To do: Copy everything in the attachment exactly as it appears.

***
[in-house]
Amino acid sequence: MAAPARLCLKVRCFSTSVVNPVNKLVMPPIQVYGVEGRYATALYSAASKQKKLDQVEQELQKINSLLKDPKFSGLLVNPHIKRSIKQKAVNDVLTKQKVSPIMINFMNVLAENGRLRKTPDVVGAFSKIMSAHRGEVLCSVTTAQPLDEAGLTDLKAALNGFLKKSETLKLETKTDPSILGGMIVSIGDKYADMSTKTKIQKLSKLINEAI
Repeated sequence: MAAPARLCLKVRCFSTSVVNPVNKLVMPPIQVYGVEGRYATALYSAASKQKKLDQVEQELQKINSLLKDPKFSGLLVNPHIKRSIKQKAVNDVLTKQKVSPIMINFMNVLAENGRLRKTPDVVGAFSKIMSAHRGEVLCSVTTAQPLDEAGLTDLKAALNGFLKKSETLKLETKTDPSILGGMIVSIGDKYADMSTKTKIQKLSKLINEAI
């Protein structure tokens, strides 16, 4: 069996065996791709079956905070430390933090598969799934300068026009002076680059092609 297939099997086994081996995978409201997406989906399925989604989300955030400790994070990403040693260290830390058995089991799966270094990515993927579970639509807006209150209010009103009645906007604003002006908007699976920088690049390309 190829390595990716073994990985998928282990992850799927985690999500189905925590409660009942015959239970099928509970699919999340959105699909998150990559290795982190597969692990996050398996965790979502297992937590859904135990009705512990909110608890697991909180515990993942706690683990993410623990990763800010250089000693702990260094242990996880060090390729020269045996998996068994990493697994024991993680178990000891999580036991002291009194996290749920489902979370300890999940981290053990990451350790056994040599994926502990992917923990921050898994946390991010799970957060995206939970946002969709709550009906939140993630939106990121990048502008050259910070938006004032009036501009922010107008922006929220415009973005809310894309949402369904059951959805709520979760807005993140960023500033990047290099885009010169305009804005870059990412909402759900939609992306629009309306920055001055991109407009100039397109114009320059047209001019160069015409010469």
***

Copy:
[in-house]
Amino acid sequence: MAAPARLCLKVRCFSTSVVNPVNKLVMPPIQVYGVEGRYATALYSAASKQKKLDQVEQELQKINSLLKDPKFSGLLVNPHIKRSIKQKAVNDVLTKQKVSPIMINFMNVLAENGRLRKTPDVVGAFSKIMSAHRGEVLCSVTTAQPLDEAGLTDLKAALNGFLKKSETLKLETKTDPSILGGMIVSIGDKYADMSTKTKIQKLSKLINEAI
Repeated sequence: MAAPARLCLKVRCFSTSVVNPVNKLVMPPIQVYGVEGRYATALYSAASKQKKLDQVEQELQKINSLLKDPKFSGLLVNPHIKRSIKQKAVNDVLTKQKVSPIMINFMNVLAENGRLRKTPDVVGAFSKIMSAHRGEVLCSVTTAQPLDEAGLTDLKAALNGFLKKSETLKLETKTDPSILGGMIVSIGDKYADMSTKTKIQKLSKLINEAI
């Protein structure tokens, strides 16, 4: 069996065996791709079956905070430390933090598969799934300068026009002076680059092609 297939099997086994081996995978409201997406989906399925989604989300955030400790994070990403040693260290830390058995089991799966270094990515993927579970639509807006209150209010009103009645906007604003002006908007699976920088690049390309 190829390595990716073994990985998928282990992850799927985690999500189905925590409660009942015959239970099928509970699919999340959105699909998150990559290795982190597969692990996050398996965790979502297992937590859904135990009705512990909110608890697991909180515990993942706690683990993410623990990763800010250089000693702990260094242990996880060090390729020269045996998996068994990493697994024991993680178990000891999580036991002291009194996290749920489902979370300890999940981290053990990451350790056994040599994926502990992917923990921050898994946390991010799970957060995206939970946002969709709550009906939140993630939106990121990048502008050259910070938006004032009036501009922010107008922006929220415009973005809310894309949402369904059951959805709520979760807005993140960023500033990047290099885009010169305009804005870059990412909402759900939609992306629009309306920055001055991109407009100039397109114009320059047209001019160069015409010469």